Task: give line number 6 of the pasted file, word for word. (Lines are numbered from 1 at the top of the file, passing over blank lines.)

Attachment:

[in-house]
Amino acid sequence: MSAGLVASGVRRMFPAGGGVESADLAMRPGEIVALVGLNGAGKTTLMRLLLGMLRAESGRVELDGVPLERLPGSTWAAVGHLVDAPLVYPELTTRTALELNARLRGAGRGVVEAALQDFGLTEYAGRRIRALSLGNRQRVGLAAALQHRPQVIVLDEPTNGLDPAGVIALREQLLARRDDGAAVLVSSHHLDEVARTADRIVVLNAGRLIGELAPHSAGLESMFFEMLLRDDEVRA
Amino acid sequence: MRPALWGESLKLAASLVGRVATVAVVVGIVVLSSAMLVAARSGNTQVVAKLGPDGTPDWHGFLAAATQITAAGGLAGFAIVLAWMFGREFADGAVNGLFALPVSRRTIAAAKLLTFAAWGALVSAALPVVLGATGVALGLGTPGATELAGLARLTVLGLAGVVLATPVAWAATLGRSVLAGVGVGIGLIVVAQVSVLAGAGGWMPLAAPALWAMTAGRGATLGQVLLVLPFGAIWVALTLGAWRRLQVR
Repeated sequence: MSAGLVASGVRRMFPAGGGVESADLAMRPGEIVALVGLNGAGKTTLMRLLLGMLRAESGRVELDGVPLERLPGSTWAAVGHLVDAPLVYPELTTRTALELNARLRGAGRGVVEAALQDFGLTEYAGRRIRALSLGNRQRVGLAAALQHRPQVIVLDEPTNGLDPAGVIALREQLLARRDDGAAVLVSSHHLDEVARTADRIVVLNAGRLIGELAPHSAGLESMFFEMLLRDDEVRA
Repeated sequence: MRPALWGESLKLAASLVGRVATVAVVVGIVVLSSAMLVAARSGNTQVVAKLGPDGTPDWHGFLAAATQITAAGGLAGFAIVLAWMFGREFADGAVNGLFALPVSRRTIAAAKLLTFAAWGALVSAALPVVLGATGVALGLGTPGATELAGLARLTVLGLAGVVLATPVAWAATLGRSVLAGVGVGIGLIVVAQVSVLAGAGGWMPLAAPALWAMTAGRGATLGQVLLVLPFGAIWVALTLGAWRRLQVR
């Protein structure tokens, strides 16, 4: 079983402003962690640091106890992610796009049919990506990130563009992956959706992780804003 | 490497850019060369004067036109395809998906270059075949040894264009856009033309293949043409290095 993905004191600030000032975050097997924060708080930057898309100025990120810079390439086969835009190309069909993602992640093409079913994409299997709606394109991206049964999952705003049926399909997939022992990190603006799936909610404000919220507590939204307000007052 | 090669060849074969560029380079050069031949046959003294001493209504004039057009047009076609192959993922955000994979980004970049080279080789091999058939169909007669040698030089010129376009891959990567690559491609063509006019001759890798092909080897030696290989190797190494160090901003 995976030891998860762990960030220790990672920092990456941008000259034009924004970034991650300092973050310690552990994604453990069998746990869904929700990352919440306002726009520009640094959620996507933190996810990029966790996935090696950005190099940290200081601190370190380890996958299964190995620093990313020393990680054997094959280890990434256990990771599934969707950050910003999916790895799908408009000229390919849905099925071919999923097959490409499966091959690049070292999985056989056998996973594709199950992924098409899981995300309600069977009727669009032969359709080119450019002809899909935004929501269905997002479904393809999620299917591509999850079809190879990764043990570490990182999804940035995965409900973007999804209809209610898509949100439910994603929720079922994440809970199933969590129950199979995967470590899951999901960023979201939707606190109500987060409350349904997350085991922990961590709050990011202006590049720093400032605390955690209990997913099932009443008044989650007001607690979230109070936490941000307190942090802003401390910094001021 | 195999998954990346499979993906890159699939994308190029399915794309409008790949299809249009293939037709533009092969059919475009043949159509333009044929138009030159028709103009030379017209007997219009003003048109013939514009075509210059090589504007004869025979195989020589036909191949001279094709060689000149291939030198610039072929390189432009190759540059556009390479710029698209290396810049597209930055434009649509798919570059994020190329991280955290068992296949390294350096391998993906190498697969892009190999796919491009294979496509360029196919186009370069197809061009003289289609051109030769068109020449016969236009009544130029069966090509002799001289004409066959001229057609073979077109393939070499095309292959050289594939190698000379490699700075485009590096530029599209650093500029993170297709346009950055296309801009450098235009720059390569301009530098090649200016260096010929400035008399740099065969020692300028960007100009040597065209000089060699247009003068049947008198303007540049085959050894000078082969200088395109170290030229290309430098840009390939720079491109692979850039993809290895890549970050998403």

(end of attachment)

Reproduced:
């Protein structure tokens, strides 16, 4: 079983402003962690640091106890992610796009049919990506990130563009992956959706992780804003 | 490497850019060369004067036109395809998906270059075949040894264009856009033309293949043409290095 993905004191600030000032975050097997924060708080930057898309100025990120810079390439086969835009190309069909993602992640093409079913994409299997709606394109991206049964999952705003049926399909997939022992990190603006799936909610404000919220507590939204307000007052 | 090669060849074969560029380079050069031949046959003294001493209504004039057009047009076609192959993922955000994979980004970049080279080789091999058939169909007669040698030089010129376009891959990567690559491609063509006019001759890798092909080897030696290989190797190494160090901003 995976030891998860762990960030220790990672920092990456941008000259034009924004970034991650300092973050310690552990994604453990069998746990869904929700990352919440306002726009520009640094959620996507933190996810990029966790996935090696950005190099940290200081601190370190380890996958299964190995620093990313020393990680054997094959280890990434256990990771599934969707950050910003999916790895799908408009000229390919849905099925071919999923097959490409499966091959690049070292999985056989056998996973594709199950992924098409899981995300309600069977009727669009032969359709080119450019002809899909935004929501269905997002479904393809999620299917591509999850079809190879990764043990570490990182999804940035995965409900973007999804209809209610898509949100439910994603929720079922994440809970199933969590129950199979995967470590899951999901960023979201939707606190109500987060409350349904997350085991922990961590709050990011202006590049720093400032605390955690209990997913099932009443008044989650007001607690979230109070936490941000307190942090802003401390910094001021 | 195999998954990346499979993906890159699939994308190029399915794309409008790949299809249009293939037709533009092969059919475009043949159509333009044929138009030159028709103009030379017209007997219009003003048109013939514009075509210059090589504007004869025979195989020589036909191949001279094709060689000149291939030198610039072929390189432009190759540059556009390479710029698209290396810049597209930055434009649509798919570059994020190329991280955290068992296949390294350096391998993906190498697969892009190999796919491009294979496509360029196919186009370069197809061009003289289609051109030769068109020449016969236009009544130029069966090509002799001289004409066959001229057609073979077109393939070499095309292959050289594939190698000379490699700075485009590096530029599209650093500029993170297709346009950055296309801009450098235009720059390569301009530098090649200016260096010929400035008399740099065969020692300028960007100009040597065209000089060699247009003068049947008198303007540049085959050894000078082969200088395109170290030229290309430098840009390939720079491109692979850039993809290895890549970050998403």